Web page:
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Tyson Gillard | 06.08.2016

In the state with the most rainfall in the lower 48, Washingtonians put up with a lot of gray sky, so we think its fair to say that there's no other population more deserving of bluebird summer days. And, luckily all that rainfall equates to an evergreen state sprinkled with the best rivers, waterfalls, lakes... and, yes, swimming holes. Simply, Washington is flush with relaxing places to cool off and have fun when the heat of the summer arrives.

So, to get your summer kicked off just right, we've assembled a list of Washington's 50 best swimming holes.

We'll admit, there are many favorite spots that we've probably missed, and, unfortunately the eastern half of the state is severely underrepresented...something we hope to remedy over time. But all-in-all, if you get the chance to hit up just a few of these spots this summer, we know you won't be disappointed! We've also left out beaches on the sound (salt water), which we'll leave for another post.

For each adventure we've assigned a set of tags, or key attributes you'll likely care about. They are:

  • Kid-friendly (KF)
  • Sandy beach (SB)
  • Cliff jumping (CJ)
  • Restrooms/Vault toilets (RR)
  • Hike-in required (H)

​Bellingham + Mount Baker Area

  1. Whatcom Falls + Whirlpool Falls (CJ)
  2. Baker Lake, Lower Sandy Beach + Campsites (RR)

San Juan Islands

  1. Lake Dale Resort + Campground (KF, RR)

Western Olympic Peninsula

  1. Lake Crescent Lodge Beach (KF, RR)
  2. Lake Crescent, La Poel Day Use Area (RR)
  3. Lake Crescent, Fairholme Beach (KF, RR)

Hood Canal + Eastern Olympic Peninsula

  1. Lake Cushman, Bear Gulch Day Use Area (KF, RR)
  2. Lake Cushman, The Big Rock (CJ)
  3. Lake Cushman, Skokomish Park Beach + Day Use Area (KF, RR)
  4. Lake Cushman, North Shore West
  5. Lake Cushman, North Shore East

Chehalis/Lower Cowlitz Area

  1. Louis Rasmussen Day Use Park (KF, SB, RR)

Seattle/Tacoma Metro Area

  1. Enatai Beach Park (KF, SB, RR)
  2. East + West Green Lake Beach + Swimming Area (KF, SB, RR)
  3. Lake Washington, Warren G. Magnuson Park (KF, SB, RR)
  4. Lake Washington, Marsh Park (KF, RR)
  5. Lake Washington, Houghton Beach Park (KF, SB, RR)
  6. Lake Washington, O.O. Denny Park (RR)
  7. Lake Washington, Matthews Beach Park (KF, RR)
  8. Lake Washington, South Canyon Trail Loop (KF)
  9. Lake Washington, Newcastle Beach Park (KF, SB, RR)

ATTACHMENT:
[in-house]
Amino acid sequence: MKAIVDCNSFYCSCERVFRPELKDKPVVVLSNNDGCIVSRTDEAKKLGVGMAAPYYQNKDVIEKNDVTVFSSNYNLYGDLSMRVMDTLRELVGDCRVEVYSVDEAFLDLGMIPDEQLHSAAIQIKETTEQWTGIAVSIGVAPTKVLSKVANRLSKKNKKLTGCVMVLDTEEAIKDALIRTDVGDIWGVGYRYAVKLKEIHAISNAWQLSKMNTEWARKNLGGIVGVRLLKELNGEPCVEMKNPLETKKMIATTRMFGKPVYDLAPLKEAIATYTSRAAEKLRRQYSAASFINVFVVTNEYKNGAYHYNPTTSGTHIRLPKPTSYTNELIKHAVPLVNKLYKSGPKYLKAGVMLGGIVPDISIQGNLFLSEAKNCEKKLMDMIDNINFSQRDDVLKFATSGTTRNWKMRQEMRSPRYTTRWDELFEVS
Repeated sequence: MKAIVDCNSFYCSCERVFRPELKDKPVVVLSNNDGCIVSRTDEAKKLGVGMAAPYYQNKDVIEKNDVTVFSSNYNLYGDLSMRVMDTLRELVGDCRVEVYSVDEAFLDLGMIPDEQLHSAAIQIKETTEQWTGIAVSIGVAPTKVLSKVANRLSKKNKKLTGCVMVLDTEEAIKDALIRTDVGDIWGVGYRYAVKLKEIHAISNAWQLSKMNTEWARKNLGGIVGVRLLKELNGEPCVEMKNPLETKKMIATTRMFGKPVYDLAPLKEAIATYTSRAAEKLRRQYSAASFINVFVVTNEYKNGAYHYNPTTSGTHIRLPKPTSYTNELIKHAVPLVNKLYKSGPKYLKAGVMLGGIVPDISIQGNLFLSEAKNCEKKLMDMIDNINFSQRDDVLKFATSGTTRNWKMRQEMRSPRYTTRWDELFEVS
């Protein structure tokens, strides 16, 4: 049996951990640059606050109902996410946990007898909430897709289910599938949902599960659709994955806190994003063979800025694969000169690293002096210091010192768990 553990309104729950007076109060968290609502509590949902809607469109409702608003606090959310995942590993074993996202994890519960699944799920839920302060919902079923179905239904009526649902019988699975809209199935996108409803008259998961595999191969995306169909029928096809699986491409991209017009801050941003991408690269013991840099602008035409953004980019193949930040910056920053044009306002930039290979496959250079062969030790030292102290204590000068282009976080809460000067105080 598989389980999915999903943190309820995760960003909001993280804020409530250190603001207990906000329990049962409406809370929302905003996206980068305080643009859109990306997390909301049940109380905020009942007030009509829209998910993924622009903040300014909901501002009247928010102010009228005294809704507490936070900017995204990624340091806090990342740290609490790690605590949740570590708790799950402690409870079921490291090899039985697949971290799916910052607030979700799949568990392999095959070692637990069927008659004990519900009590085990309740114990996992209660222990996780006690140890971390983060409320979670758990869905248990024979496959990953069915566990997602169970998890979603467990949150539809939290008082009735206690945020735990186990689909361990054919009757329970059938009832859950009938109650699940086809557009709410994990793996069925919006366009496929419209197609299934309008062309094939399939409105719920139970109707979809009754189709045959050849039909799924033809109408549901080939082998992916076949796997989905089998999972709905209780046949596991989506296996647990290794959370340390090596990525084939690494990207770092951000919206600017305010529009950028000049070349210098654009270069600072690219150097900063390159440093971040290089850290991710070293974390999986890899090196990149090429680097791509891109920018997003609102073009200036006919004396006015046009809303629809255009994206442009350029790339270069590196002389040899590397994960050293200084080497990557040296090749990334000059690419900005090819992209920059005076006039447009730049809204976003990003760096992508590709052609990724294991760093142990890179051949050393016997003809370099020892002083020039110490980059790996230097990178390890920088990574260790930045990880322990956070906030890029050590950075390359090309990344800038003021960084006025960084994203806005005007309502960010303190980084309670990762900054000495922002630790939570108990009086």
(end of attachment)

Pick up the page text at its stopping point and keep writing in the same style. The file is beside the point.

10. Lake Washington, Juanita Beach Park (KF, SB, RR)
  11. Skykomish River, Al Borlin Park
  12. Snoqualmie River, Plum Boat Launch (SB)
  13. Lake Sammamish State Park (KF, SB, RR)
  14. Green River Gorge Swimming Hole (H)

Central Cascades - Stevens Pass

  1. Lake Wenatchee State Park (KF, RR)
  2. Hidden Lake (H)
  3. Ida Creek Campground (CJ)
  4. Lake Serene (H)
  5. Eagle Falls Swimming Hole (CJ)
  6. Skykomish River, Big Eddy Park (RR)
  7. Rock Island Campground 

Central Cascades - Snoqualmie Pass

  1. South Fork Snoqualmie River Picnic Area (RR)
  2. South Fork Snoqualmie River at Homestead Valley Road Bridge 
  3. Lake Easton State Park Campground (KF, RR)
  4. Kachess Lake Campground (KF, RR)

Mount Rainer Area

  1. Granite, Bertha May + Pothole Lakes (H)
  2. Blue Hole Swimming Area (RR, CJ)
  3. Mowich Lake (RR)

Southwest Washington

  1. Dougan Falls (RR, CJ)
  2. Washougal River, Miles 15-16 (CJ)
  3. Washougal River, Miles 3-5 
  4. Naked Falls (CJ) (Currently CLOSED!)
  5. Moulton Falls (RR, CJ)
  6. Lewis River Falls (RR, CJ)

Eastern Washington

  1. Rowland Lake (KF, RR, CJ)
  2. Granite Point (RR, CJ)
  3. Boulder Beach
  4. Mirabeau Park Swimming Hole 

Caution! Be Safe

Swimming holes and cliff jumping can be extremely dangerous and unpredictable outdoor activities that pose significant risks regarding personal safety. Changing water levels, unseen rocks, and river bottoms that have shifted with currents and seasonal weather can turn a well-known jumping area into a serious hazard. Prior to engaging in these activities, extensively scout the current conditions, and understand the risks involved with serious injury and the logistical challenges of evacuation from the water so you can make safe decisions.

Leave No Trace

The Forest Service and other local management agencies are considering closing access to many of these sensitive locations due to excessive trampling of plants, large amounts of garbage, cans and glass bottles, human waste, and toilet paper left behind. They simply do not have the staff or the funding to attend to these issues. If you want to continue enjoying these areas, pack out all garbage and toilet paper and dispose of it properly, use vault toilets and other restroom facilities when provided, and stay on established paths. Using these areas responsibly will increase the chance that people can continue to enjoy them.

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